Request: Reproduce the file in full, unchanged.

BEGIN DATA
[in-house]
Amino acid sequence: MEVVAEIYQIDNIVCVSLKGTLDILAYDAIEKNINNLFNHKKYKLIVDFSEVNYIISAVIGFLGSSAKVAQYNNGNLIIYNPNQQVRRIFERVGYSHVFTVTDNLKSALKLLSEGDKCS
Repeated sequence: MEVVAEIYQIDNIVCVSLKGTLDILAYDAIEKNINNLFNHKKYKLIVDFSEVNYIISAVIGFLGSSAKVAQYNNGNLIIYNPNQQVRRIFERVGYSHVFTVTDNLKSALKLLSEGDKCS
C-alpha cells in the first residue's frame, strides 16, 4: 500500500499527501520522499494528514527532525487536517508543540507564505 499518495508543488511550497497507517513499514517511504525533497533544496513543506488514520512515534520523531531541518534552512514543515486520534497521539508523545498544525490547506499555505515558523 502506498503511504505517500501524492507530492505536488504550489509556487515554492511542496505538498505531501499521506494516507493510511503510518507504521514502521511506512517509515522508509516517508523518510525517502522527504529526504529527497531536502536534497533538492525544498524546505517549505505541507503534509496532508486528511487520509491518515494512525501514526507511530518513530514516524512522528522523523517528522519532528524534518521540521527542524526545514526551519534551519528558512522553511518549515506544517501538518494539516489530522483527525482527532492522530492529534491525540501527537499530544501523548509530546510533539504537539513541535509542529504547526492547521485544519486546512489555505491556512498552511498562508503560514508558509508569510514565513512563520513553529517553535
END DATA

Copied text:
[in-house]
Amino acid sequence: MEVVAEIYQIDNIVCVSLKGTLDILAYDAIEKNINNLFNHKKYKLIVDFSEVNYIISAVIGFLGSSAKVAQYNNGNLIIYNPNQQVRRIFERVGYSHVFTVTDNLKSALKLLSEGDKCS
Repeated sequence: MEVVAEIYQIDNIVCVSLKGTLDILAYDAIEKNINNLFNHKKYKLIVDFSEVNYIISAVIGFLGSSAKVAQYNNGNLIIYNPNQQVRRIFERVGYSHVFTVTDNLKSALKLLSEGDKCS
C-alpha cells in the first residue's frame, strides 16, 4: 500500500499527501520522499494528514527532525487536517508543540507564505 499518495508543488511550497497507517513499514517511504525533497533544496513543506488514520512515534520523531531541518534552512514543515486520534497521539508523545498544525490547506499555505515558523 502506498503511504505517500501524492507530492505536488504550489509556487515554492511542496505538498505531501499521506494516507493510511503510518507504521514502521511506512517509515522508509516517508523518510525517502522527504529526504529527497531536502536534497533538492525544498524546505517549505505541507503534509496532508486528511487520509491518515494512525501514526507511530518513530514516524512522528522523523517528522519532528524534518521540521527542524526545514526551519534551519528558512522553511518549515506544517501538518494539516489530522483527525482527532492522530492529534491525540501527537499530544501523548509530546510533539504537539513541535509542529504547526492547521485544519486546512489555505491556512498552511498562508503560514508558509508569510514565513512563520513553529517553535